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Deesha Philyaw one of five finalists for National Book Award

By November 13, 2020 No Comments

Deesha Philyaw (Photo: Vanessa German)

By Jody DiPerna
Pittsburgh Current Senior Contributor
jody@pittsburghcurrent.com

It doesn’t often happen that a collection of short stories is a finalist for the National Book Award. It’s even less likely to happen when that collection is the first such collection by an author, and when it was published by a University Press, rather than one of the big houses in New York. But anybody who underestimates Pittsburgh author Deesha Philyaw does so at their own peril.

Philyaw’s 2020 collection, ‘The Secret Lives of Church Ladies’ from West Virginia University Press is one of five finalists for the National Book Award this year. Though it must be said that even Philyaw herself didn’t expect this reaction. She wasn’t even thinking about it when the long-list was released by the National Book Foundation. She got a message from a friend to let her know that her book was one of the ten that was longlisted. Philyaw had no words for the feeling — she just started screaming. (She later apologized to her neighbors who might have thought she was being attacked.) 

She was more prepared when her book was named one of the five finalists, but still, she really didn’t see any of this coming. 

“It’s a little collection. It’s short-stories. It’s with a University press. It’s little, you know? I had no expectations,” Philyaw told the Pittsburgh Current

“I was happy that it was in the world. I wanted the stories and the characters to be affirming for Black women. And it has been. It’s also been affirming for a lot of other folks, as well. That was it. I really just wanted to tell Black women’s stories.” 

She does that with wit and style and a deep humanity which is the very soul of the book. Still, ‘Church Ladies’ is definitely a book that came through the outsider track, according to Derek Krissoff, the director of WVU Press. 

“This is a first work of fiction. It’s a story collection, which has the reputation of not doing as well as novels. So it’s got some things going against it, but we knew that we could do well with it,” Krissoff said. 

Deehsa Philyaw has done a little bit of every kind of writing there is. Just a few months prior to the release of ‘Church Ladies,’ she curated and edited the collection, ‘tender,’ along with Vanessa German. Her essay in that book, “Whiting,” is about a meal that her father prepared for her which is about so much more than pan-fried fish.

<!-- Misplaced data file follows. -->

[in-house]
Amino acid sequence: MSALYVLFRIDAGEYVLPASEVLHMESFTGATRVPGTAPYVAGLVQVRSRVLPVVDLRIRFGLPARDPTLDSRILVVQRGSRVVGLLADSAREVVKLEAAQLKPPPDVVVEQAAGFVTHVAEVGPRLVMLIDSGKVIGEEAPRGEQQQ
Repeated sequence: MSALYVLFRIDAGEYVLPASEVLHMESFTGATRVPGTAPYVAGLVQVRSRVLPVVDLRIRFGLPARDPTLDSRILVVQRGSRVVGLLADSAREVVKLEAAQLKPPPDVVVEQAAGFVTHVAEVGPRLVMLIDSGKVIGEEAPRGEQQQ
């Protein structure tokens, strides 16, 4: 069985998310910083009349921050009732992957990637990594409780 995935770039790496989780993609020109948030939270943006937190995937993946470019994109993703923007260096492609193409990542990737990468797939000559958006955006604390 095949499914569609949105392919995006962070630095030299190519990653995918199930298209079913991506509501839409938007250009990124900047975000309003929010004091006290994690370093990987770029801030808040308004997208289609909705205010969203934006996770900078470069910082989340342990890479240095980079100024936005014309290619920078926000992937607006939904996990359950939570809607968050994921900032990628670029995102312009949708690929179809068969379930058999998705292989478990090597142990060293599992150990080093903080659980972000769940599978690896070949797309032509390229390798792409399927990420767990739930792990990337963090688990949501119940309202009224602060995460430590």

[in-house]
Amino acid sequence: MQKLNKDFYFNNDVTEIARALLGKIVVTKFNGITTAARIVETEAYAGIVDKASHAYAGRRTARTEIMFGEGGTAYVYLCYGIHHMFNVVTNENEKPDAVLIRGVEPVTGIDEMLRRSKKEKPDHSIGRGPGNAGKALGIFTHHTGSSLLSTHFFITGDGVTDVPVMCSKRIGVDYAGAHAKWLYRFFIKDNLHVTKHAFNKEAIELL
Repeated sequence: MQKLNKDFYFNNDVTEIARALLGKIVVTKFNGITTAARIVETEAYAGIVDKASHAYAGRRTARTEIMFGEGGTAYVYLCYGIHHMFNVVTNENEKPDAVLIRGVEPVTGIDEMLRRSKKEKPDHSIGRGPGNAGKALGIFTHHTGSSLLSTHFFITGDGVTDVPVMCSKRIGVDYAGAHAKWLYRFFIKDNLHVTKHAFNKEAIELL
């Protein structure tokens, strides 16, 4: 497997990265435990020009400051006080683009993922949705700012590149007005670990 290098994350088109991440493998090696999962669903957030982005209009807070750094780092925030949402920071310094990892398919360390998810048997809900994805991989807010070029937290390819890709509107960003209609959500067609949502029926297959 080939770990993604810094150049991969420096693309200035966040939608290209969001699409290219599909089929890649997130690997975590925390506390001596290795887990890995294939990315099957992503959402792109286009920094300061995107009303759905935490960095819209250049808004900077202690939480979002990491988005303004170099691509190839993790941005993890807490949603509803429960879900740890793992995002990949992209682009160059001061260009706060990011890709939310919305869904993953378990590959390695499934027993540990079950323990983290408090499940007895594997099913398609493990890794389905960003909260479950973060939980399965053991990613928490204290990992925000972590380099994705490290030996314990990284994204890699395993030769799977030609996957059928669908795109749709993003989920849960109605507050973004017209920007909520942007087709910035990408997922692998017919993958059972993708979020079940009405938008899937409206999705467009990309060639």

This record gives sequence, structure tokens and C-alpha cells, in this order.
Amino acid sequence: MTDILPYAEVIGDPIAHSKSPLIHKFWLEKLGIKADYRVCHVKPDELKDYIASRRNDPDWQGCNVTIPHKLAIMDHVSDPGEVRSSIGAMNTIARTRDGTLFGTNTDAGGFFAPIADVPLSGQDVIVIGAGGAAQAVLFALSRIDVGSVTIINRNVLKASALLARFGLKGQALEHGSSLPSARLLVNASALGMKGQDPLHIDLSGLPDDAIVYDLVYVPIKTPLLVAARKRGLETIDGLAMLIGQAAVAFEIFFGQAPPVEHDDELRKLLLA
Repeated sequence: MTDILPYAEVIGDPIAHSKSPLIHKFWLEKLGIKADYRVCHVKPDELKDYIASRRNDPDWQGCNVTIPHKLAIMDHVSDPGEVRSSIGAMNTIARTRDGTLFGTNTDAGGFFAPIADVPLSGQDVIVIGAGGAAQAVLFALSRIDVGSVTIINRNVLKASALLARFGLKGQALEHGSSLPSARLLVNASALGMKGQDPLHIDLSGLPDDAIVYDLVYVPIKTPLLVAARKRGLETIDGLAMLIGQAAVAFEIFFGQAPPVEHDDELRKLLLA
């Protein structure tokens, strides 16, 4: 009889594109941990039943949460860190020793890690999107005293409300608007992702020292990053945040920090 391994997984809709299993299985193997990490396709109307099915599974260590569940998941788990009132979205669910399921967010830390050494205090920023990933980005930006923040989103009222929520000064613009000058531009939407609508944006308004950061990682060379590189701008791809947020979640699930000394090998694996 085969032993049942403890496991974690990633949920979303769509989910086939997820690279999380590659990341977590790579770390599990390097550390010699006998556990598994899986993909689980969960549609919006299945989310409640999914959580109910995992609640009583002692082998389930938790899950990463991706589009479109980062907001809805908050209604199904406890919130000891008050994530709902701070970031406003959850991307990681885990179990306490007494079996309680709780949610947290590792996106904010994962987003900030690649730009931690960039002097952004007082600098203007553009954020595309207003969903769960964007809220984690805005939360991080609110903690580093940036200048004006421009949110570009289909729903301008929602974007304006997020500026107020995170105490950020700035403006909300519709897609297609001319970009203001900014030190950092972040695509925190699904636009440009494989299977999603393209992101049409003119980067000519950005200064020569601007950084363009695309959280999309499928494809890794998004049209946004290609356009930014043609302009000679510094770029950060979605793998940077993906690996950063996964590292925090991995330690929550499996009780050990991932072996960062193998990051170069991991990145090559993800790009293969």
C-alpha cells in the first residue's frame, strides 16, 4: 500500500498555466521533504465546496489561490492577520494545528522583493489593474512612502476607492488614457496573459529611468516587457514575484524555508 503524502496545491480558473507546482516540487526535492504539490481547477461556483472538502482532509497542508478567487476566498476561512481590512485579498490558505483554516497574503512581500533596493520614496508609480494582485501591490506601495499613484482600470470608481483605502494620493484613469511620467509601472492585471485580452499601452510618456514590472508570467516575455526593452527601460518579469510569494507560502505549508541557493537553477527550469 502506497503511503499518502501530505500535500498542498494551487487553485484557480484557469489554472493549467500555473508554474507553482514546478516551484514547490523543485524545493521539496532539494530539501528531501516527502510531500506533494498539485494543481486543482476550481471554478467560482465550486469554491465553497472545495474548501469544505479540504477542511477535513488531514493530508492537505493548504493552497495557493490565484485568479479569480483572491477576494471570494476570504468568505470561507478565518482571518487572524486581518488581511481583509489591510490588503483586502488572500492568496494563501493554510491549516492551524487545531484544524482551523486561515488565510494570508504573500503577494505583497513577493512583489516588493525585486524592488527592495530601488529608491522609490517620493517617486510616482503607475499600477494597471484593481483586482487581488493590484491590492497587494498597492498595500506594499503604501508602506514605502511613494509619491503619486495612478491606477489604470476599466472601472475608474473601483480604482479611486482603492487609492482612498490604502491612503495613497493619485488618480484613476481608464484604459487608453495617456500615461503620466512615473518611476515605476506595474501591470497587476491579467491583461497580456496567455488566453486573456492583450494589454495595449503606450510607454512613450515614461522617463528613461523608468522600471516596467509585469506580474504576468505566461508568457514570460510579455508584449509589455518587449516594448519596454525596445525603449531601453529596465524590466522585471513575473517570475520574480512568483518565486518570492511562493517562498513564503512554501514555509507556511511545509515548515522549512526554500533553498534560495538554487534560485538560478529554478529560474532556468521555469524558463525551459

Unlike that story, these are fiction. Some, like “Instructions for Married Christian Husbands” start with a flight of fancy on the part of the author. Others are born of her own experiences. The feeling of being lost at sea while tending to a dying mother carries the reader through “Not-Daniel,” and is very much born of a lived-in, gutting experience.

Each story builds upon the last and while each one can stand on its own right, collected together here, they are greater than the sum of the parts. 

“The first story I really felt needed to be ‘Eula,'” Philyaw said about putting the collection in order. “Because it is so in your face — it hits you with all the themes of the book right up front. It’s got sex in it. People could read that first and see what they were getting into — see if they were going to ride with me or not. That was important.” 

The story that closes the collection, “When Eddie Levert Comes Home,” takes the reader out with what Philyaw describes as a sigh. All the way in between, Philyaw explores all the spaces — the wild and tender, the heartbreaking and loving experiences — of Black women. We’re just coming off election seasons when groups of people are thought of as monoliths, but Philyaw’s work reminds us that, while there are commonalities, everybody has their own story, their own sexuality, their own baggage, and their own take. Even her satirical pieces are written with a unique kindness.

“Satire is mocking and you have to gaze at something in order to mock it. We gaze at things we like, and things we love. If you’re going to do satire well, there has to be that element of love,” she said. 

In the insular world of books awards, where big publishing houses rule, it is exhilarating to see not one, but two university presses represented this year. In addition to Philyaw being a finalist in fiction, Jerald Walker’s ‘How to Make a Slave, and Other Essays,’ from Ohio State University Press is a finalist for the non-fiction National Book Award. 

“We knew that we could do well with it. And that’s a mission for us, too. Because we’re a university press, because we’re not for profit,” Krissoff said of working with a talent like Philyaw. 

“It’s exciting for us when things succeed commercially, but we also feel it’s important to amplify voices of folks who may not get the same sort of access to those commercial outlets. When it all aligns, as in Deesha’s case, it’s all to the good. But we did this because we were just excited by it.” 

The National Book Awards ceremony will be held as an online event this year on November 18. But no worries, Deesha Philyaw is going to be going in full-on Oscar red-carpet splendor. 

 

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